Wednesday, June 29, 2022

Refugee Team Ready to Compete for the 2nd Time at the Olympics

Twenty-nine athletes make up the International Olympic Committee Refugee Team. This contingent will compete in the Summer Olympics in Tokyo which will open on 23 July. As VOA journalist Laurel Bowman reports, this is the second time in history that a team of refugee athletes will compete in the grand sporting event.

The 29 athletes who joined the Refugee Team at this year’s Olympics came from 11 countries, including South Sudan, Afghanistan, Eritrea, Cameroon and Iraq.

The International Olympic Committee Refugee Team, including judo athlete Ahmad Alikaj (Syria) and taekwondo athlete Abdullah Sediqi (Afghanistan) arrive at Narita international airport ahead of the 2020 Tokyo Olympics in Narita, east of Tokyo, Japan, July 14, 2021. (REUTERS)

Tegla Laroupe, the leader of the contingent said, “For the 29 athletes I lead, I don’t think we will lose a medal. We also have judo athletes from Brazil. There are also female athletes from Iran who have won medals in taekwondo.”

The 29 athletes will compete in 12 sports, from swimming and boxing to badminton and weightlifting.

Rose Nathike Likonyen, a refugee athlete from South Sudan, said, “My wish for all refugee athletes is to do their best and also send a message of hope to all refugees around the world because they represent the refugee community in the world.”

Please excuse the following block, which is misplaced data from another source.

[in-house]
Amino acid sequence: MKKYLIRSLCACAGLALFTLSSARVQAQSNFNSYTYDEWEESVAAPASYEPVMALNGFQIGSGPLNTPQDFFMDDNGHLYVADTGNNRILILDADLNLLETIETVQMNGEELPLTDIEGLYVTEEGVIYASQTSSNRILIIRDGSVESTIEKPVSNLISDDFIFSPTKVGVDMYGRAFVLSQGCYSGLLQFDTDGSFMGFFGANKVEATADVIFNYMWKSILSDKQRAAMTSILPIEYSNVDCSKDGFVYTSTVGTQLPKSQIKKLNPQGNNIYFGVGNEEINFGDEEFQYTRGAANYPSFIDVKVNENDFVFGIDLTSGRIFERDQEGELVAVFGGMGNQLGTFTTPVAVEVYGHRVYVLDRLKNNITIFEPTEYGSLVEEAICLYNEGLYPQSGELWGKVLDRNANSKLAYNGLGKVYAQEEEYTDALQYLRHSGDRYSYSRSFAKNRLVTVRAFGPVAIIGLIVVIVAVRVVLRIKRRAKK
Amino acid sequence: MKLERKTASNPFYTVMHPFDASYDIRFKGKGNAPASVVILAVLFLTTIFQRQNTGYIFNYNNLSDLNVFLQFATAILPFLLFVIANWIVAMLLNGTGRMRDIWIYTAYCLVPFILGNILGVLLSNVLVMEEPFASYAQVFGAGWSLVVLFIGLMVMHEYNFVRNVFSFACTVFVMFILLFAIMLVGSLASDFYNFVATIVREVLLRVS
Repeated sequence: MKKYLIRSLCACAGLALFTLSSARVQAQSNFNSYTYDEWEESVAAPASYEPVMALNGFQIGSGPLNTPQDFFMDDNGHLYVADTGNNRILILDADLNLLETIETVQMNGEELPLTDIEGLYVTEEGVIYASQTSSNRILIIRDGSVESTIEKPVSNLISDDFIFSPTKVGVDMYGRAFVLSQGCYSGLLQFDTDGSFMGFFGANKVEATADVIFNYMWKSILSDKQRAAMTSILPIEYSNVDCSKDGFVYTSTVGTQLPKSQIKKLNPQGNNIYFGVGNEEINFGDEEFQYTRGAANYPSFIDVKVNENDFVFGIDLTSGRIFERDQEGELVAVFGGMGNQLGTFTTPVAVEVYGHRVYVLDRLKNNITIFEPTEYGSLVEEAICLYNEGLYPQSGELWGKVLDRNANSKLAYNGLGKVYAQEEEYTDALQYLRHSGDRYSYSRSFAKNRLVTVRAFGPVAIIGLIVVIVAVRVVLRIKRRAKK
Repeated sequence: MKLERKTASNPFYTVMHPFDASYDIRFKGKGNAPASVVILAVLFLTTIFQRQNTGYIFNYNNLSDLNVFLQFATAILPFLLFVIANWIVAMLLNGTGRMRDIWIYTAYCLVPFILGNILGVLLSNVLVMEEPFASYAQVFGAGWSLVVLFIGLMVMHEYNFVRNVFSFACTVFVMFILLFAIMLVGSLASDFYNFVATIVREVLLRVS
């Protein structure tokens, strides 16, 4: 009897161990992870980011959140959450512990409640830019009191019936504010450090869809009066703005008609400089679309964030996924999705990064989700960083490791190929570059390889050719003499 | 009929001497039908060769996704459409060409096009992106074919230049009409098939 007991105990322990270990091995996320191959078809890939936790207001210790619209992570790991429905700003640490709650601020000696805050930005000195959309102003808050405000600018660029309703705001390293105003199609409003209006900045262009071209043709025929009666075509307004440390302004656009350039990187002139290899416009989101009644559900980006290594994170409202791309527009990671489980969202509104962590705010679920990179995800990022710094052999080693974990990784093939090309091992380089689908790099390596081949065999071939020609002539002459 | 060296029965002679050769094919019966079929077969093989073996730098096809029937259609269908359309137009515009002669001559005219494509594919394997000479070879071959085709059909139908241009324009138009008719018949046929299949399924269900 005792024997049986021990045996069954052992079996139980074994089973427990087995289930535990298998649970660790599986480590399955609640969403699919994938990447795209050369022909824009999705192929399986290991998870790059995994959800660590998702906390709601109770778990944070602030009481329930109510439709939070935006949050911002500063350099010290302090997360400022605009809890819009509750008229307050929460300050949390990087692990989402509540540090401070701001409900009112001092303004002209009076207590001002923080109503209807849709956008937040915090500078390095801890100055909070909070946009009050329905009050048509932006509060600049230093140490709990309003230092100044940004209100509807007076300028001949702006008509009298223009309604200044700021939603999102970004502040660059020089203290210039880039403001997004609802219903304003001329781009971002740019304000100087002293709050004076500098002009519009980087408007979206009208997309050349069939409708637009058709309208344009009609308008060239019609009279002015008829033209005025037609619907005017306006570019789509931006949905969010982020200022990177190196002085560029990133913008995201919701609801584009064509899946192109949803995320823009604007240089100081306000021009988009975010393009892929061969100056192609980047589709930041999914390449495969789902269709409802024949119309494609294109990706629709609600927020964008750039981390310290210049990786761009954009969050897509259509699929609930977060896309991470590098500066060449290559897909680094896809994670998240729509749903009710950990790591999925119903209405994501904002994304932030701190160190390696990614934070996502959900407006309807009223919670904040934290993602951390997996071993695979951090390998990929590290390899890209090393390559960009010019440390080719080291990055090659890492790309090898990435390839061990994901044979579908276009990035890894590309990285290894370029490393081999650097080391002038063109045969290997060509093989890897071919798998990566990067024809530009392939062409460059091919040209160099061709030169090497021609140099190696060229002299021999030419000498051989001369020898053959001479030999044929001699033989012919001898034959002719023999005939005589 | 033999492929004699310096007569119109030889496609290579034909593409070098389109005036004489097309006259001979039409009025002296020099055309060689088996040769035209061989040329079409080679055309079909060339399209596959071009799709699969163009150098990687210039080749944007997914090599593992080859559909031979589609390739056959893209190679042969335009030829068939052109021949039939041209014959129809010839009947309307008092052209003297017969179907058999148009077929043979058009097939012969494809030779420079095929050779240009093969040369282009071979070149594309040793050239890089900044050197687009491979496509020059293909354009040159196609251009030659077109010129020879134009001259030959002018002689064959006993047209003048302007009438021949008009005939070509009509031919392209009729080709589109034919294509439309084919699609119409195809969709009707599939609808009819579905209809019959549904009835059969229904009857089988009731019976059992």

The contingent that will compete in Tokyo is selected from refugee athletes who are currently supported by the International Olympic Committee (IOC) through a scholarship program. The IOC said it hoped the contingent would draw attention to the plight of the more than 80 million refugees around the world.

IOC President Thomas Bach in Lausanne, Switzerland, March 25, 2020. (Photo: doc).

IOC President Thomas Bach in Lausanne, Switzerland, March 25, 2020. (Photo: doc).

IOC President Thomas Bach explained, “This is a message to the whole world to make the world aware of the magnitude of this crisis, which is growing every day. It is also a message that these displaced people are enriching our entire society.”

That is also the view of the athletes. Among those who said so was Alaa Maso, a refugee athlete from Syria.

“Showing the world that refugees can also dream and showing the world that refugees have dreams. And even though they survived the war, they are still trying to make their dreams come true,” he commented.

This is the second time in the history of the refugee athletes competing in the Olympics. The refugee contingent’s first participation was in the 2016 Olympics in Rio de Janeiro, Brazil. [uh/ab]

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